Secretary of Defense Robert M. Gates said of Haynes, âI am sorry to see Jim leave the Pentagon. I have valued his legal advice and enjoyed working with him. Jim held this important post longer than anyone in history and he did so during one of Americaâs most trying periods. He has served the Department of Defense and the nation with distinction.â
Said Haynes, âI thank the President and the Secretary of Defense for their confidence and for the opportunity to serve. I leave the Pentagon humbled and inspired by the selfless sacrifices of the men and women, uniformed and civilian, who defend our country. And, I thank their families.â
Haynes had already tried to move out of the Pentagon once -- the White House nominated him to be a federal appeals court judge, a nomination that ultimately failed due to Democratic opposition.
Karl Rove, now a frequent talking head on Fox News, for the first time publicly addressed the Don Siegelman case today. You can watch his appearance here:
It amounted to a complete denial that he ever knew Dana Jill Simpson (he might have met her at a fundraiser, he said, but didn't "believe" that he ever had) and that she ever worked on any campaign with which he was involved. "I never asked her to do a darn thing," he said. "It's a lie what she said."
Simpson, a Republican lawyer, told 60 Minutes and congressional investigators (under oath) that Rove had asked her to take a picture of Siegelman cheating on his wife -- and that this was just one of many requests that he'd made of her. Simpson also has testified that she was on a conference call where Rove's friend William Canary recalled talking to his buddy Karl about sicking the Justice Department on Siegelman, adding that âmy girls would take care of him,â referring to U.S. attorney Leura Canary (his wife) and another U.S. attorney in the state.
Rove also took the opportunity to scold 60 Minutes for not interviewing him again after first conducting an off the record interview with him "five months ago." He did not say whether he would have agreed to do an on-camera interview if he'd known precisely what 60 Minutes was going to report. But "60 Minutes is now the National Enquirer of network news," in his estimation.
Simpson will be on MSNBC tonight on the Dan Abrams show.
Meanwhile, reporters tried to get White House spokeswoman Dana Perino to explain how the White House simultaneously condemns the Democrats for letting the Protect America Act lapse when the law lapsed because the administration and Republicans opposed it. See if you can target the recurring theme. From today's press briefing:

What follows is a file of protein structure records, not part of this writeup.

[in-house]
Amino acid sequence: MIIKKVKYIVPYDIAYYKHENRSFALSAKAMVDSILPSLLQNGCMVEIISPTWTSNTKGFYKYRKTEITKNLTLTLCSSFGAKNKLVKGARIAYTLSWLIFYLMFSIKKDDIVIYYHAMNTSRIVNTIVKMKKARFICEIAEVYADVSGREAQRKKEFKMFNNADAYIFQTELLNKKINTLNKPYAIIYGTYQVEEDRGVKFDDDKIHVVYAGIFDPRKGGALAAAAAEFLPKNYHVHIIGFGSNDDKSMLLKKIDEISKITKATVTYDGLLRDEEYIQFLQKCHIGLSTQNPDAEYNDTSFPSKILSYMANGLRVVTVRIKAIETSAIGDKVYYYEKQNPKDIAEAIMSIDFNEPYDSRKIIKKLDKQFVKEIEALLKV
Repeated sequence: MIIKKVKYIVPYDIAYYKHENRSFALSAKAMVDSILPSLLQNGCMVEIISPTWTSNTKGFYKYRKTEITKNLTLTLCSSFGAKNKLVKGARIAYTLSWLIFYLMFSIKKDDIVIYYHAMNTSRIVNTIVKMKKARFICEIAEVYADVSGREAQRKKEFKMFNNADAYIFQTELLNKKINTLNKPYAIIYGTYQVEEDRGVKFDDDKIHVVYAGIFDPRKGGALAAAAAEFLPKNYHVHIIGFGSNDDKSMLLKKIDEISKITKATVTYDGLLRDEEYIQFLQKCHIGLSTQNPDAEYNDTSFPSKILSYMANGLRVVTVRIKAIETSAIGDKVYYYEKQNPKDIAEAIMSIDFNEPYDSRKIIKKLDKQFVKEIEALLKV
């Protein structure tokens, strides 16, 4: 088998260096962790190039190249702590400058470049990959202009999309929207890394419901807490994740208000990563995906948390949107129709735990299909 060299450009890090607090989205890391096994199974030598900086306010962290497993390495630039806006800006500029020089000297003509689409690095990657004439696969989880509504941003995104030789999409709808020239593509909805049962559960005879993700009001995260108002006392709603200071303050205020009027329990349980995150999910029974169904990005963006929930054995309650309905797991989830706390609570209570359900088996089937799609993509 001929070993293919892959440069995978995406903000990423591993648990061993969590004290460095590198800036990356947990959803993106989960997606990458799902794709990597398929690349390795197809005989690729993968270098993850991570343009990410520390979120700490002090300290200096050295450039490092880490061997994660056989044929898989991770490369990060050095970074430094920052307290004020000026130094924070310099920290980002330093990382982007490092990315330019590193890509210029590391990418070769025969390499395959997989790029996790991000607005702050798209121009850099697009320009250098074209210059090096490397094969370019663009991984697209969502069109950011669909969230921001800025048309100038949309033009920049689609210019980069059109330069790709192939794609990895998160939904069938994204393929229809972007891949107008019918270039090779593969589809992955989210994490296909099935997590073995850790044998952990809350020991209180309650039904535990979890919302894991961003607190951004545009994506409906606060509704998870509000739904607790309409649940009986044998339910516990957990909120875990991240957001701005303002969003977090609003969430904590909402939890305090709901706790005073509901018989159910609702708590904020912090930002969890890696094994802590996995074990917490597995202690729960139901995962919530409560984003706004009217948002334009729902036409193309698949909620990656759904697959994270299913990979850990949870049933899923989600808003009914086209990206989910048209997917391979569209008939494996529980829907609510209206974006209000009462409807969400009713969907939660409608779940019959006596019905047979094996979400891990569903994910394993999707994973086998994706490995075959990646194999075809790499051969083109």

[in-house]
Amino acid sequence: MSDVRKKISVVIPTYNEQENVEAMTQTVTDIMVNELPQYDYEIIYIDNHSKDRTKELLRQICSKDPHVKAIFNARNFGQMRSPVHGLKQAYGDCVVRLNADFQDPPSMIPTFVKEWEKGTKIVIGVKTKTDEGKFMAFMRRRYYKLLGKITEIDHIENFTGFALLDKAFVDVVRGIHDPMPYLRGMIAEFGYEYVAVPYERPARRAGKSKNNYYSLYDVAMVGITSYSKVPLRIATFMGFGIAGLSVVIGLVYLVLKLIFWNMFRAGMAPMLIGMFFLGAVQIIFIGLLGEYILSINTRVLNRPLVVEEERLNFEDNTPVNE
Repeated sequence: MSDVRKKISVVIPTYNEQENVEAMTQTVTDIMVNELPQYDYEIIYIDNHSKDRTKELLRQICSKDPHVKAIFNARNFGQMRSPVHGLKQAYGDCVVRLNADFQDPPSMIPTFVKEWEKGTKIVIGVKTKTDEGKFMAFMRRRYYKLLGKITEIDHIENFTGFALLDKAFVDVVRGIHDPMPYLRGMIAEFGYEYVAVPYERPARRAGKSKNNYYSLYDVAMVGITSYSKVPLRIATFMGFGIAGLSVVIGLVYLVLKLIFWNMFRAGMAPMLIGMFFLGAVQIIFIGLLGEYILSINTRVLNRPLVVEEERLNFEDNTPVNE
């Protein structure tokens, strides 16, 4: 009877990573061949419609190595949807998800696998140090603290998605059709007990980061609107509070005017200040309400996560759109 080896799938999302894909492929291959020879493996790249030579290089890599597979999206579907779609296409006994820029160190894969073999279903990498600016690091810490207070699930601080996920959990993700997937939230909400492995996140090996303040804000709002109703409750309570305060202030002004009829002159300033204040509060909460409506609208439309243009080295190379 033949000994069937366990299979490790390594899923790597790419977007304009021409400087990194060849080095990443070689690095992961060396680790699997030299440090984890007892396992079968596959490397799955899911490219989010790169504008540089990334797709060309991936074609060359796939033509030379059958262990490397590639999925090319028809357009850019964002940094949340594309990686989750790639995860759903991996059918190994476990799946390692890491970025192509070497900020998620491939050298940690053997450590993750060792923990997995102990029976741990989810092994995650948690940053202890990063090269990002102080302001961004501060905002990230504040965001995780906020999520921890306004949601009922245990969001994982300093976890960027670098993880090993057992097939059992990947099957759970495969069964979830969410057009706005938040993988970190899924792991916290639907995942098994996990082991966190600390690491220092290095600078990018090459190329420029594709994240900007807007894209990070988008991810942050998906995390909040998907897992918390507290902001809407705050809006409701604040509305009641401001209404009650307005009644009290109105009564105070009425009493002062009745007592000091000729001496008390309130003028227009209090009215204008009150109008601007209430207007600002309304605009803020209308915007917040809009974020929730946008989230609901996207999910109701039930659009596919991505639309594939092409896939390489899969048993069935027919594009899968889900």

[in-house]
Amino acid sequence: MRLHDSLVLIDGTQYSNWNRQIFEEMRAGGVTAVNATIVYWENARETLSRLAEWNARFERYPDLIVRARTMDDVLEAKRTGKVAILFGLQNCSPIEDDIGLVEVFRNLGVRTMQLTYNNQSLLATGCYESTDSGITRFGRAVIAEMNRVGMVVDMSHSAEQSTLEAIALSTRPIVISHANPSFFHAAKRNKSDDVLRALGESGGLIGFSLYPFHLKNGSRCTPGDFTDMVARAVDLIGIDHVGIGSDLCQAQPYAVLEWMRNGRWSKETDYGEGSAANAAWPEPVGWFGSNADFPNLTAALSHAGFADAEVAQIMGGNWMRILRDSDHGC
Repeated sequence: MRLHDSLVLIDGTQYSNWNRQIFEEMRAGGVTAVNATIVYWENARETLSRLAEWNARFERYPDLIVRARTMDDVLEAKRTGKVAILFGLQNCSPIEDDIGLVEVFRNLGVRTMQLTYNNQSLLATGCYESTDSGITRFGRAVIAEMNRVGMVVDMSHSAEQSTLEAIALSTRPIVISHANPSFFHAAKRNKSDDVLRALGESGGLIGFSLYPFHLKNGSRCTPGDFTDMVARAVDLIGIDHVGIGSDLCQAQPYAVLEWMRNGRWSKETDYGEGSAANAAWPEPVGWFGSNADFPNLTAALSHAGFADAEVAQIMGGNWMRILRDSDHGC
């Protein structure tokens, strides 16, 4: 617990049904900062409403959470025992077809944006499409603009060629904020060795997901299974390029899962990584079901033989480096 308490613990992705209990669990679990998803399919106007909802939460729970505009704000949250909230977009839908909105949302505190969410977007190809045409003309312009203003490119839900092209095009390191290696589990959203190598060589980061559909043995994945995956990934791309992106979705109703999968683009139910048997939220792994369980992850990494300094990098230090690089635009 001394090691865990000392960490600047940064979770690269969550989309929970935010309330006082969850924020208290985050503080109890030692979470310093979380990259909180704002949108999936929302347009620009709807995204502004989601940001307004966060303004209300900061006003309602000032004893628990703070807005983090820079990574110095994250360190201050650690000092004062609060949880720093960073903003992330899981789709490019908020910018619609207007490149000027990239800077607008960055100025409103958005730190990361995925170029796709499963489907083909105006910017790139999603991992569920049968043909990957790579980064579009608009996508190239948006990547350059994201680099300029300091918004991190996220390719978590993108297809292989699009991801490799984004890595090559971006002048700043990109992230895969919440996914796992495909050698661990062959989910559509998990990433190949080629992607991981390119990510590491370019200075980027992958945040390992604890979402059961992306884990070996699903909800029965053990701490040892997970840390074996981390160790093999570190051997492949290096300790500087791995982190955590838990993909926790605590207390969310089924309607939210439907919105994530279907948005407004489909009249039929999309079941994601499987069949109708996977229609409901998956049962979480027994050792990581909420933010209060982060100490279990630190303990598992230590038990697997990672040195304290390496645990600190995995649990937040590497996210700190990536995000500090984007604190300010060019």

Q So what does the White House think of the op-ed from the Democrats that accuse the President of using scare tactics and playing political games? And they say if the President really believed the expiration of the act created a danger, he should have accepted their offer for an extension.
MS. PERINO: Well, one, the House proved that they couldn't even pass an extension, so that wasn't an option. An extension wasn't an option. But we had a response to the op-ed, that I issued.
I think that fear-mongering and the use of the phrase "scare tactics" is something that the Democrats -- it must be, like, one of their favorite words, or it must poll very well, because they use it almost every time.
What we have done is state facts; that this is what the law said; this is what the intelligence community says that they need; this is what the bill in front of the House says, and it's one that was designed with the intelligence community, in concert with them, so that they would be able to have the buy-in and say that they would get what they need out of that bill. It passed 68-29; we think they should go ahead and pass it.
The issue really right now between the House and the Senate, as far as I can tell, the biggest issue is retroactive liability protection, and in their op-ed they just had a passing glance to that issue. But it is one of the biggest sticking points, because at the end of the day if we don't have the companies helping us, then we won't have a program.
In the wake of last night's 60 Minutesreport, attorneys for Don Siegelman will be requesting a special counsel to investigate the politicization of the prosecution.
Vince Kilborn, one of the attorneys handling Siegelman's appeal, said that the request, which will be addressed to Attorney General Michael Mukasey, will focus on 60 Minutes' revelation that prosecutors had such problems with Nick Bailey, the government's star witness, that he had to write out his testimony over and over again to get it straight. Such notes would have been required to be turned over to Siegelman's counsel before trial. Prosecutors turned over no such material, 60 Minutes reported.